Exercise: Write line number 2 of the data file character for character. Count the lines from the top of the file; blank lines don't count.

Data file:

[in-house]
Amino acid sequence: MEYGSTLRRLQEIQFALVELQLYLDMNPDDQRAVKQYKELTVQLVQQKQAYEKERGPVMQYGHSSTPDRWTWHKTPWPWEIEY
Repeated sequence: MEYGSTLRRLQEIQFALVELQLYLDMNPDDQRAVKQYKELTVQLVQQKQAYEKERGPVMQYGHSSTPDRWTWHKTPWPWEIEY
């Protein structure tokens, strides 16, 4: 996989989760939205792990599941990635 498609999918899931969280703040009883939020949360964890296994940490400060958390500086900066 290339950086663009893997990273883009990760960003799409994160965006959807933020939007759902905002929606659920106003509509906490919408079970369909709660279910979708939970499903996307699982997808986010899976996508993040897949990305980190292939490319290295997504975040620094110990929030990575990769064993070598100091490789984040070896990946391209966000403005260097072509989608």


Amino acid sequence: MEYGSTLRRLQEIQFALVELQLYLDMNPDDQRAVKQYKELTVQLVQQKQAYEKERGPVMQYGHSSTPDRWTWHKTPWPWEIEY